So you’ve made the decision to purchase a home? Congratulations on choosing a great time to buy! Check out my blog series about Buying A Home In Today’s Market for more information. This is part 2 of a 5 part series detailing the general steps to purchase a home. If you missed it, review Home Buying Step 1: The home Search for more information. In this episode I’ll share the step by step process to write a great offer with the highest chance for acceptance by the sellers.
By this point you’ve most likely been qualified by a lender, and through your search you’ve located a home that meets your criteria. We’re going to review the items and terms that make up an offer, adjusting the offer based on current market conditions, and how terms can impact your “net price” by thousands of dollars.
A purchase offer includes the initial price, loan terms (or cash), and negotiation of the individual terms and fees. The offer presents an initial price that may be higher or lower than the currently listed price of a home. It then details the amount of the down payment, some general loan terms, and the amount of the new loan. The loan terms can also impact desirability of an offer. A Conventional loan with a large down payment over 20% is much more desirable than a VA (Vetran’s Affairs) offer with 0% down. Other financing options include Hard Money, FHA, Down Payment Assistance (DPA), and USDA loans. The purchase contract will also designate which party (Buyer or Seller) is paying certain fees and closing costs. Lastly, the contract will also designate all the time periods for the real estate sale. Time periods include the escrow period (length of time to close), home inspection period, appraisal period, and the loan financing period. (we’ll go into more detail on these items in a future segment)
Have you heard the terms Buyer’s or Seller’s Market? It is a term used to indicate the current bias of the supply/demand curve. If there is limited inventor and buyers are motivated by low prices and low rates (2012-2014) then the Sellers are in a position of power, and it is referred to as a Seller’s Market. If there is a surplus of available inventory and sellers have to compete for buyer’s attention (2008-2011), then it is referred to as a Buyer’s Market due to the control position of the Buyer. Currently we’re seeing a Seller’s Market slowly shifting toward a balanced market. Price increases have slowed buyer demand, and more home sellers coming to the market has increased available inventory. All this information can dictate the type of offer/terms necessary to get a purchase offer accepted by a seller. In 2008-2011 buyers could offer less than the list price, ask for thousands of dollars in closing costs, and still get a great deal. In 2012-2014 buyers had to give up the closing cost credits, and in many cases had to offer OVER the list price just to get their offer accepted if the home was priced competitively.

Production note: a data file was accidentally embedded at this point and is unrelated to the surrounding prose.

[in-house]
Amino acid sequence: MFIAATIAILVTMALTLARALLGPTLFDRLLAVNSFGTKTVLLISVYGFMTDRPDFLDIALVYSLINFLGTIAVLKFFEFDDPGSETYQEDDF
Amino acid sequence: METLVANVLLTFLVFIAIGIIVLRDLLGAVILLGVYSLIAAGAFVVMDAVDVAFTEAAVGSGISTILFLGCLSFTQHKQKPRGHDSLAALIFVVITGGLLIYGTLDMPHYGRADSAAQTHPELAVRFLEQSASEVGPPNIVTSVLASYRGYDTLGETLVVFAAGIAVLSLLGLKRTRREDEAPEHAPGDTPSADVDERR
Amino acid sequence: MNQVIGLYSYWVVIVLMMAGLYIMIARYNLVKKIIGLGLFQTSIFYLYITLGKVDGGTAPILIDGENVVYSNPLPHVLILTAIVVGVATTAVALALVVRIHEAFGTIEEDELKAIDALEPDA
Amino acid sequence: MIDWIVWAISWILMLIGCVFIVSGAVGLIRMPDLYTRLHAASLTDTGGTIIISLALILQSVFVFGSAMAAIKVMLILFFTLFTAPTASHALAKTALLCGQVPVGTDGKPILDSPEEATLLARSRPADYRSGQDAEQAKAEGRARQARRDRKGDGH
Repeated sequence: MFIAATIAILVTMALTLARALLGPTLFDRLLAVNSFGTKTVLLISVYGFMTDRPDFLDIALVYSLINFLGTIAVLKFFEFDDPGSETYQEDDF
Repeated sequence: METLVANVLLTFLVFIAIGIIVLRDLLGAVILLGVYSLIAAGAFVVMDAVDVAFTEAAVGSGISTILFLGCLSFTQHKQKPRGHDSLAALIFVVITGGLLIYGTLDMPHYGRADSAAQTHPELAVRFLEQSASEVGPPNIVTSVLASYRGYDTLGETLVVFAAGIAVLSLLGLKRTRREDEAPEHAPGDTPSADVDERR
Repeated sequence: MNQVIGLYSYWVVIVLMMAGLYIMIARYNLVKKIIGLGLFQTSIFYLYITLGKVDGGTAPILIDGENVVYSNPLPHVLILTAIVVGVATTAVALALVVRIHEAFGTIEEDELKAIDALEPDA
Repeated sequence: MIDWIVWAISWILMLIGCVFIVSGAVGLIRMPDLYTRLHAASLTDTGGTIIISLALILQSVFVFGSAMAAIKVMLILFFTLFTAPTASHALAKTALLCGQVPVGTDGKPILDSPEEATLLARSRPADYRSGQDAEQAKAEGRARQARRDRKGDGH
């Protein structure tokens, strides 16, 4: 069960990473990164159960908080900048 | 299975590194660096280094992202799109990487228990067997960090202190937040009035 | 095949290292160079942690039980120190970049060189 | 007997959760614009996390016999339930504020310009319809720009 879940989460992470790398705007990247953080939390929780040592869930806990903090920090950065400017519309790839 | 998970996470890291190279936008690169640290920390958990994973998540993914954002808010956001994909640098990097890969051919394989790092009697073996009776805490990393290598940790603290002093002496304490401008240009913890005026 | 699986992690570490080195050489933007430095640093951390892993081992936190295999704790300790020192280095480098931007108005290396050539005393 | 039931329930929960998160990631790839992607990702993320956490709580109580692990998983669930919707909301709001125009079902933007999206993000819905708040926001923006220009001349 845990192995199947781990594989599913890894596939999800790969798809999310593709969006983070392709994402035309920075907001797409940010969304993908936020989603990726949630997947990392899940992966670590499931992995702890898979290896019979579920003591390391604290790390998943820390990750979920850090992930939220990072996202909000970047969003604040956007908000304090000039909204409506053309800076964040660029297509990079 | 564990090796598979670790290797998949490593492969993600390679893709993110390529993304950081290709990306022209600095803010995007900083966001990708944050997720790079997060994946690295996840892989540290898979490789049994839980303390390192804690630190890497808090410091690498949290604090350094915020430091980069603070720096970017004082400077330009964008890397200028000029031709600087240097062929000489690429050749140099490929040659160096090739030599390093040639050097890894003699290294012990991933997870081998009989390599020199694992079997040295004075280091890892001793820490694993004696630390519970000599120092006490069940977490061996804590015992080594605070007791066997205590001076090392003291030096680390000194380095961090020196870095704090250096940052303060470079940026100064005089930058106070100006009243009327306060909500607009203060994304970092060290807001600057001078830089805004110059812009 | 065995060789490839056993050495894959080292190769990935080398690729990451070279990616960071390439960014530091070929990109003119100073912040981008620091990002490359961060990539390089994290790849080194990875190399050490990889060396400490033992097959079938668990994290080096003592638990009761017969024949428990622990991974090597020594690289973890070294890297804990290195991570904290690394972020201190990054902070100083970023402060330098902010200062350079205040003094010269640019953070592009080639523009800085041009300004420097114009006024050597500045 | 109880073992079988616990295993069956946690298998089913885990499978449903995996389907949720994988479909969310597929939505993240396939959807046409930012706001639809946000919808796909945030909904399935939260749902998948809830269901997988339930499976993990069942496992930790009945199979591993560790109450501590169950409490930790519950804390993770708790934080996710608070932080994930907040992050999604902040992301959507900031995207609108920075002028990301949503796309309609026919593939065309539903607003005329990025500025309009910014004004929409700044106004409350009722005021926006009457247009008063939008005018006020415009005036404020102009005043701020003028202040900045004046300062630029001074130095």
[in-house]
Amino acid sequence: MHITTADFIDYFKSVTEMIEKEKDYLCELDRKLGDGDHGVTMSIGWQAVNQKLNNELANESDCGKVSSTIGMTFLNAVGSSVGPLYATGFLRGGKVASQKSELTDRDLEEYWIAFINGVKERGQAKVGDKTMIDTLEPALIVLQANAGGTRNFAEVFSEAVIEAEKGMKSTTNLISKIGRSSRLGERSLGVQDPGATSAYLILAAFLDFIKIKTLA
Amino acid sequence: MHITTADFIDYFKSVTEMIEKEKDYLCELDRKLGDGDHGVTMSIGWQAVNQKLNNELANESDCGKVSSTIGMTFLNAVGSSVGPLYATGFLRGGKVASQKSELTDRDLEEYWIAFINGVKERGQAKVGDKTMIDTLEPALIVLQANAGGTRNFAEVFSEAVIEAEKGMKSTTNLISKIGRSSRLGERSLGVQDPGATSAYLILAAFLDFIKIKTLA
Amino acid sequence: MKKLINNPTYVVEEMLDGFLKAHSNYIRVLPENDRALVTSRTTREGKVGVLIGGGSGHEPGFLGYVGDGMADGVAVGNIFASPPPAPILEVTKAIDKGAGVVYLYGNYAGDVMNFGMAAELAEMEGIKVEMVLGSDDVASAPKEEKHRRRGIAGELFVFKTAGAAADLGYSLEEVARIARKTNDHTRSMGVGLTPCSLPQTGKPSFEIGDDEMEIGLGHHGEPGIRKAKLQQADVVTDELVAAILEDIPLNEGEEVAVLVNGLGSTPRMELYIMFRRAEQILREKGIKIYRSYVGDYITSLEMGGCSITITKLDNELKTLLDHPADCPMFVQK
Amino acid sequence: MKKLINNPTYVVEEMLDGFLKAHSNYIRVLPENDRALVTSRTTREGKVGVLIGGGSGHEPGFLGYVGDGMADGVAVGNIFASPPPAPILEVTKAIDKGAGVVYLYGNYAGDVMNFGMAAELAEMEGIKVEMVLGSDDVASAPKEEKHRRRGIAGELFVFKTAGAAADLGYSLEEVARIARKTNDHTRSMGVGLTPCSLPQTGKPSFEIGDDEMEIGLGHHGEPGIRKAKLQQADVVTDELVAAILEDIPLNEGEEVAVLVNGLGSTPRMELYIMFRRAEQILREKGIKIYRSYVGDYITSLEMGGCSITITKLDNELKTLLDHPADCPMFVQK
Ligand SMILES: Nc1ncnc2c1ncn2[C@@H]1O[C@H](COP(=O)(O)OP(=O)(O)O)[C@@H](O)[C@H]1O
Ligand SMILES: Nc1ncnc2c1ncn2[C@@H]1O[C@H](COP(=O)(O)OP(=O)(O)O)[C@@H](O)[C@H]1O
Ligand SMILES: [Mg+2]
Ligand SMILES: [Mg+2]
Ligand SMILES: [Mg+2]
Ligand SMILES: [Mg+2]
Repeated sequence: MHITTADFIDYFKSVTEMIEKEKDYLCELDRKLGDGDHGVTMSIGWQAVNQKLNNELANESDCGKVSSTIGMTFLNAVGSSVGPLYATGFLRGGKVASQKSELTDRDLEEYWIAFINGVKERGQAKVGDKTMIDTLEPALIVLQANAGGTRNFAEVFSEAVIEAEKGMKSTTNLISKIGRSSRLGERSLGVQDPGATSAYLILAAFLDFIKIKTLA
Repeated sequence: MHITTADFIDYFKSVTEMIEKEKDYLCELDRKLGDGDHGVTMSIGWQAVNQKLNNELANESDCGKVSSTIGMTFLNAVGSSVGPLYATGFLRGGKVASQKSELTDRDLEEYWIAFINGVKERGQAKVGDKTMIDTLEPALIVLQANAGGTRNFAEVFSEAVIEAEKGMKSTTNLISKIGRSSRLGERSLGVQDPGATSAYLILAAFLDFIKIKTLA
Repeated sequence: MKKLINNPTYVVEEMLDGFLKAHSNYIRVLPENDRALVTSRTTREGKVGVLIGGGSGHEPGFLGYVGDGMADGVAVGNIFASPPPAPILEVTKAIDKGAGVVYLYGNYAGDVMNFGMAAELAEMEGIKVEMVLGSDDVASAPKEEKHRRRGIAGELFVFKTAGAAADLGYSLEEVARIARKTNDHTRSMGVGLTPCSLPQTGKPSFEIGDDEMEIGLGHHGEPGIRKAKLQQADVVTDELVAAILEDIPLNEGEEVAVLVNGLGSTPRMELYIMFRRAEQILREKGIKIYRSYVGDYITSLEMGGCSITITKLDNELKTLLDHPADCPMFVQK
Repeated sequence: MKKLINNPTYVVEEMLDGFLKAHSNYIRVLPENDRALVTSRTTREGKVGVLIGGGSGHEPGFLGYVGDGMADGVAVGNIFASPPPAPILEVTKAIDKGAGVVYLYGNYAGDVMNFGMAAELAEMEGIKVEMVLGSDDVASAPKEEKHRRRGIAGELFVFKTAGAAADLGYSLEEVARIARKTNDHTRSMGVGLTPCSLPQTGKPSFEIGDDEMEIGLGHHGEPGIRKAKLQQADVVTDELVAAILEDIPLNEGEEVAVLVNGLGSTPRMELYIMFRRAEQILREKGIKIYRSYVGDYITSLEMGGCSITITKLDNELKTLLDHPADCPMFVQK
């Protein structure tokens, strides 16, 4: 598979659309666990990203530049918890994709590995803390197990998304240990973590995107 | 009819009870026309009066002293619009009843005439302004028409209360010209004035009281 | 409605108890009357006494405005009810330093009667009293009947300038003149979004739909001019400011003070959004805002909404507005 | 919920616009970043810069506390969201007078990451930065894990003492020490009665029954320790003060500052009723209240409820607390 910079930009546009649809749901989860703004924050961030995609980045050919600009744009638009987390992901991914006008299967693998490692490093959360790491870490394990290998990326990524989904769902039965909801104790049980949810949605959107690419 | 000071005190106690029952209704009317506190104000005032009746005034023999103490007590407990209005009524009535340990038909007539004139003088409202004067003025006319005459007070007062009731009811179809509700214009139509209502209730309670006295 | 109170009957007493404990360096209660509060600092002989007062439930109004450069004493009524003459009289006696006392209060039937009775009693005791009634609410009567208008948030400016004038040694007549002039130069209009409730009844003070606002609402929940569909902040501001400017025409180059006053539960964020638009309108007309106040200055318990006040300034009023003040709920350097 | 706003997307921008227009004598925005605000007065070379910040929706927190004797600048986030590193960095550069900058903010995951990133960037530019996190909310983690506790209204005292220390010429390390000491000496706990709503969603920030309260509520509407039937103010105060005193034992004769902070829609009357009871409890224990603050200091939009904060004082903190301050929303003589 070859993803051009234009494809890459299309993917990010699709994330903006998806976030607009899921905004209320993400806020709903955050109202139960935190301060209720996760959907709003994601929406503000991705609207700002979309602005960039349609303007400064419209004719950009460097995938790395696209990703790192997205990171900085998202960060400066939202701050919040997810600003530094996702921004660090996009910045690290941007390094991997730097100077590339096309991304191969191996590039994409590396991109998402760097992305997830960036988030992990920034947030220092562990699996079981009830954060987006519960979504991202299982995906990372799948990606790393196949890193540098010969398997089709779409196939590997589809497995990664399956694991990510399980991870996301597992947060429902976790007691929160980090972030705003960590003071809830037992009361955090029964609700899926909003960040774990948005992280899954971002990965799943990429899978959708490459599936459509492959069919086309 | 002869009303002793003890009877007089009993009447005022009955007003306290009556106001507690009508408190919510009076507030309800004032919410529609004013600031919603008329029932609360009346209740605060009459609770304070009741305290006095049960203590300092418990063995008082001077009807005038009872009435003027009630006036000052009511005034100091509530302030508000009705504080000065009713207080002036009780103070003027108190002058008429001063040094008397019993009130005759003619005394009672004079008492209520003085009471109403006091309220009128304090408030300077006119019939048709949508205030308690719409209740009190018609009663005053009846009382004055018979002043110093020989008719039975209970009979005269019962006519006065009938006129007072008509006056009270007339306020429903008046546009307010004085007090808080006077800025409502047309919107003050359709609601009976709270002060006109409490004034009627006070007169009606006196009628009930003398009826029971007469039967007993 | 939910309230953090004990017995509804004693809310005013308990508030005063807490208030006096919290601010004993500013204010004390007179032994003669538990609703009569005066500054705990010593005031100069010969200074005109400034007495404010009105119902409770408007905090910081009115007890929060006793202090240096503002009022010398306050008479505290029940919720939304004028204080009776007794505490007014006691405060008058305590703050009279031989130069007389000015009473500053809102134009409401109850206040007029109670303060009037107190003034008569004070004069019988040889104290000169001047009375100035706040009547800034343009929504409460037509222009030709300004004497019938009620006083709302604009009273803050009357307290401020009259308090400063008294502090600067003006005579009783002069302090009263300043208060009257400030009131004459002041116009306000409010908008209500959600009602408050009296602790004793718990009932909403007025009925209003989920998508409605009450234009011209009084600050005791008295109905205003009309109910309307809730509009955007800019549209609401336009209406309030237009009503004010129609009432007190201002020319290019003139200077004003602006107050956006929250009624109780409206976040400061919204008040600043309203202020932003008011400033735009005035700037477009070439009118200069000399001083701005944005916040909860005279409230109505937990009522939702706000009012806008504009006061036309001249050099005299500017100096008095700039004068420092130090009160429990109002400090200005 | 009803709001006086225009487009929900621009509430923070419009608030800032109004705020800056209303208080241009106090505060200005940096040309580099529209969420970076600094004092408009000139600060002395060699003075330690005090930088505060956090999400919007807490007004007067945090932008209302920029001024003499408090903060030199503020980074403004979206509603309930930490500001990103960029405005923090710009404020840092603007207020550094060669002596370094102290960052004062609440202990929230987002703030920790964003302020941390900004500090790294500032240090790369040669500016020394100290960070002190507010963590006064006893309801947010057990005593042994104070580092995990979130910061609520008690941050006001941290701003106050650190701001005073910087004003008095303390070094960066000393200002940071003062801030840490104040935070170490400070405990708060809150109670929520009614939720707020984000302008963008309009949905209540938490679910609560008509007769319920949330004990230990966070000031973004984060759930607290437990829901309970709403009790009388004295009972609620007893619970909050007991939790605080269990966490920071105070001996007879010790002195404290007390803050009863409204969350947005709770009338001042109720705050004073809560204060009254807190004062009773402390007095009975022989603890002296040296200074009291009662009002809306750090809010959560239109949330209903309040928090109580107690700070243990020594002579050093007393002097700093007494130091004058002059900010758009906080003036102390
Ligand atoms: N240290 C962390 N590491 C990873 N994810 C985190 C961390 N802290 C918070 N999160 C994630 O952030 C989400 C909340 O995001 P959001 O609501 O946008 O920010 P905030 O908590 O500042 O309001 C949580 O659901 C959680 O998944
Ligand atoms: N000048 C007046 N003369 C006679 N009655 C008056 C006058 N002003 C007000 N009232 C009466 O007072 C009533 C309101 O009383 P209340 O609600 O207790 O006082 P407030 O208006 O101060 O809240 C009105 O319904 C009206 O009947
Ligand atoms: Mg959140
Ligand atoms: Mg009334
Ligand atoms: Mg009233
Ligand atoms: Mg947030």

Dont make the mistake of ignoring all the small terms and conditions throughout the contract. The cost of recording, inspections, appraisal, home warranty, transfer tax, regional transfer fees, and title/escrow fees can add up to serious money! Knowing what is “traditional” for your area will help to write an offer sure to catch a seller’s eye. Remember to look at the NET of the offer. For example, assume Offer 1 is written at $405,000 (over list price) asking seller to pay ALL transfer/closing costs and providing a 1% credit to the buyer. Offer 2 is written at $400,000 (at list price) with area traditional transfer/closing costs and no extra credit to the buyer. Although offer 1 appears higher, the net to the seller after all the fees may actually be lower by a few thousand dollars. Keep this in mind and consult with your agent.
If you’ve ever heard the term “play the man, not the odds” you know where we’re headed with this segment. Over the years I’ve learned to play the man (Sellers or the Listing Agent) in certain situations. Sometimes a little extra information goes a long way! Was there a recent job relocation that is forcing the sellers to move quickly? Is there a looming financial issue? Are the sellers in a time sensitive situation? Is the other agent a poor negotiator? Use that information to adjust your offer accordingly. Sometimes the situation will allow you to make a much lower offer and play hardball, and sometimes it means you have to give up more than normal just to get a home. My suggestion is that you remember there is more to making an offer than just one dollar amount on a piece of paper.
I hope this information helps answer some questions about how to make a great offer. Check back for Home Buying Step 3: Negotiation as we continue to move through the process. If you have more specific questions I would be glad to talk with you directly.